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Richard J. Mouw

Being Fair to Plato

About that "white grandfatherly God."

In a past life, before migrating into the world of graduate theological education, I spent 17 years teaching undergraduate philosophy courses. I gave many lectures in those courses on Plato, focusing primarily on The Republic, Meno, Crito, and Phaedo. Those are dialogues mainly from Plato's early and middle period, but in graduate school I had also enrolled in a full-year seminar on his later period, working through his Sophist, Laws, and Timaeus line-by-line in the Greek.

None of that makes me an expert on Plato. It does mean, however, that I once had—and continue to have to some degree—a more than superficial grasp of some his main themes. Indeed, I continue to have an intellectual affection of sorts for Plato. He made a profound contribution to Western thought in general, and to Christian thought in particular. To be sure, not all of that was positive. But neither was it all purely negative. When I was teaching undergraduates about how Christian thinkers appropriated themes from Plato, I tried to encourage nuanced assessments of his influence.

Take the much bandied about phrase, "Platonistic dualism," typically spoken with a disdainful tone. I still think that Plato was pointing us in the right direction when he distinguished between two metaphysical realms, the corporeal and the incorporeal. I even think he had it right when he said that the latter is more "real" than the former. C. S. Lewis employs this very distinction in explaining the difference between heaven and hell—the more we move away from God, Lewis observes, the more we enter into a realm of being that is only a "shadow" of the real. I find that insightful. My main complaint against Plato 's metaphysical dualism has to do with his insistence on a rigid "higher-lower" distinction between souls and bodies, with souls being more valuable than things physical. To buy into that perspective wholesale—adopting, say, Plato's view that "the body is the prison-house of the soul"—fosters a view of human nature that lacks full appreciation of our psychophysical wholeness, to say nothing of failing to honor the delight which God takes in his non-human creation. Furthermore, it fails to acknowledge the richness of the New Testament's references to "spirit" and "flesh." Biblically speaking, married love can be "spiritual" when it is grounded in a relationship that is directed toward glorifying God, while taking pride in one's capacity for abstract reasoning can be "fleshly."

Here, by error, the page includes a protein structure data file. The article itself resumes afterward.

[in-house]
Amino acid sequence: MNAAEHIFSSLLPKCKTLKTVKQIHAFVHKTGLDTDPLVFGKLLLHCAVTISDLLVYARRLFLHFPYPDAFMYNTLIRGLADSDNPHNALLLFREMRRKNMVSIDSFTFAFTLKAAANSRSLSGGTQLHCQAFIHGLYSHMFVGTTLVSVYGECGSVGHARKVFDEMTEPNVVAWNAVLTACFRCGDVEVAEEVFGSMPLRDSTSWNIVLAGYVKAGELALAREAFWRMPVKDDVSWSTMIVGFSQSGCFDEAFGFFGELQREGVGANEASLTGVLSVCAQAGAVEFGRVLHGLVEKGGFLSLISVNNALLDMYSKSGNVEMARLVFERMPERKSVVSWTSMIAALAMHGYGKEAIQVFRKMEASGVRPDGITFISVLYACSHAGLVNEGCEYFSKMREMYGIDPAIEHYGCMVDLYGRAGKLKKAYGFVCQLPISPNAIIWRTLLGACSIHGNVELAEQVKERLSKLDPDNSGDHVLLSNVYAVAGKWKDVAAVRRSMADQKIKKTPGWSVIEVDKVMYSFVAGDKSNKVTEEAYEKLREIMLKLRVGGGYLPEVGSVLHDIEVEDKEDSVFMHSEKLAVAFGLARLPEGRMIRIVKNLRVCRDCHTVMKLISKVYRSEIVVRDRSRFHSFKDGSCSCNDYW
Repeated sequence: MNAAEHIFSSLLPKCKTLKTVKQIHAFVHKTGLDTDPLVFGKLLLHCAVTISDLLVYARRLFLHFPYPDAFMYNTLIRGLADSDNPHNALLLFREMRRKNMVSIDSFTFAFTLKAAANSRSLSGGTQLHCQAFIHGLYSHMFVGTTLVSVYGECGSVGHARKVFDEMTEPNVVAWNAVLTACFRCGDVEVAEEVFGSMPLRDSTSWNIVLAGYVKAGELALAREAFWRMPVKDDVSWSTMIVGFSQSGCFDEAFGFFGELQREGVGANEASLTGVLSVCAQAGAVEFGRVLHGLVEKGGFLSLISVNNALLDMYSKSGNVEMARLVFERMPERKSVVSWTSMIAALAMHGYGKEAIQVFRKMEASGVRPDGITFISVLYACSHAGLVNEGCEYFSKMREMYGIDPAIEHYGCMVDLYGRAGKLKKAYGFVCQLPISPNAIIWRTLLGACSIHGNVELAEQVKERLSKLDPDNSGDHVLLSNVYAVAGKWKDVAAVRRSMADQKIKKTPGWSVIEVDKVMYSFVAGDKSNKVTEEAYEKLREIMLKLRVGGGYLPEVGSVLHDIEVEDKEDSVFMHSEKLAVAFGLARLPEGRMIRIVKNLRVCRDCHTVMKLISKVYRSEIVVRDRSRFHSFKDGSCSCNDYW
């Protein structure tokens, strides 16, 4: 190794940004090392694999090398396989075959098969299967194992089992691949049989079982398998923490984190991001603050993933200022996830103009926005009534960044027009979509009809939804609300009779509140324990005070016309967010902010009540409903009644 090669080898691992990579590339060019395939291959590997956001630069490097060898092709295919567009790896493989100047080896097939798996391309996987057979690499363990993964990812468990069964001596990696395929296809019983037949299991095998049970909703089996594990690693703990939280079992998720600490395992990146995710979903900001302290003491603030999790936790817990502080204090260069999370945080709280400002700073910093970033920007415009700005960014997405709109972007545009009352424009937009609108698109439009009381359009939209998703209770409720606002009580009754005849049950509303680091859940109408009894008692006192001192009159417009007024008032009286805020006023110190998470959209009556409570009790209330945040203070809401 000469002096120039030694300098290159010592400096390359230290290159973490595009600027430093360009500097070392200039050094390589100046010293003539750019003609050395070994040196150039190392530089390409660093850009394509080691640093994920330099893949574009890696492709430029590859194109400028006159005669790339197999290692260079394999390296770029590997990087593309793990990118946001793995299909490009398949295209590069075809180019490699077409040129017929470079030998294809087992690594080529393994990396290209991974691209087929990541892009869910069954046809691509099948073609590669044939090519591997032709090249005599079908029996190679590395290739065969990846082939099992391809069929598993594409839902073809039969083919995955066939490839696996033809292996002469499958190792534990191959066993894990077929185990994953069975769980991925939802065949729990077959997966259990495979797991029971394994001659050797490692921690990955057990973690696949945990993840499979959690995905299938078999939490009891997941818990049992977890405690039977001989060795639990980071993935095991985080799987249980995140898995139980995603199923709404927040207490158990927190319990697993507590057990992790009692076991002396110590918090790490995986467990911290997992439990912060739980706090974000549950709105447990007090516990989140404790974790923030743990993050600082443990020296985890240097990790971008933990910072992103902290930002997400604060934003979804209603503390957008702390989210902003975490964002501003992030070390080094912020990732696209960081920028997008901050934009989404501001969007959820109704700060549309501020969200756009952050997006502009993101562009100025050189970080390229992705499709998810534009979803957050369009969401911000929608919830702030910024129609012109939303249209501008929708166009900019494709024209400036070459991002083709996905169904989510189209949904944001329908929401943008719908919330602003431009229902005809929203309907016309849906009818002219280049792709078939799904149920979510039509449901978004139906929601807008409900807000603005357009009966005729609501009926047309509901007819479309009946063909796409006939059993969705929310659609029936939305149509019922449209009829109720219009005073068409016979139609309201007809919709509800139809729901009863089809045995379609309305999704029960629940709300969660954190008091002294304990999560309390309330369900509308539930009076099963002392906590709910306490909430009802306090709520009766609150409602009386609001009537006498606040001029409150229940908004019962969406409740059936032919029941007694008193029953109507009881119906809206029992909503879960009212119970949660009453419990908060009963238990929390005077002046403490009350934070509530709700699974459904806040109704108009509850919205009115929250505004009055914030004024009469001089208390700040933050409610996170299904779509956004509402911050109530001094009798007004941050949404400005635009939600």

It is that kind of nuancing that has long inspired me to be a bit wary of calls for "the de-Hellenization" of Christian theology. I sense no overall mandate to "get the Hellas out of" my theological formulations. More appropriately, I think that we do well to distinguish between a radical de-Hellenization—"If it is Greek, get rid of it"—and a moderate de-Hellenization—"If it is Greek and wrong, get rid of it."

Given these concerns, I was pleased to follow Nathan Gilmour's excellent critique a while back of the way Brian McLaren has blamed a lot of what McLaren finds distasteful in evangelical theology on the influence of Plato and Aristotle—McLaren insists, for example, that the creation-fall-redemption-eschaton that many are fond of is an example of Platonism gone wild. Gilmour rightly observes that McLaren's rejection of these "Greek" influences is a case of "playing fast and loose with historical identifications for the sake of scoring cheap rhetorical points."[1]

An even more blatant case, however, showed up recently in a comment by William Paul Young, responding to an interviewer's questions in the March issue of Christianity Today. In explaining his portrayal of the deity as a black woman in his bestselling novel, The Shack, Young reported: "I don't want my kids growing up with the image of God that I had—Plato's white grandfatherly god. That god is not a very good father. You can't trust him with your kids."

I have no desire to defend the image of a "white grandfatherly god"—but to attribute that depiction to Plato? In Plato's thought there are two entities that have served as candidates for a theological understanding of the deity: the Form of the Good, which transcends all other Forms, and which in Plato's own account can only be reached by an upward mystical journey; and the demiurge, who fashions finite things out of eternal matter, in subservience to the rationally discernible Forms. In short: for Plato we have to choose between the highest Being who is not a creator, and a creator who is not the highest Being. Either way, though, no beard and no skin!

Maybe it is time, for starters, to initiate a re-Hellenizing of Plato's philosophy, as a first step toward paying him the compliment of being more careful in assessing his influence on Christian thought.

Richard J. Mouw will retire in June from the presidency of Fuller Theological Seminary.

1. christianhumanist.org/chb/2010/02/a-new-kind-of-christianity-a-review-for-the-ooze-viral-blogs

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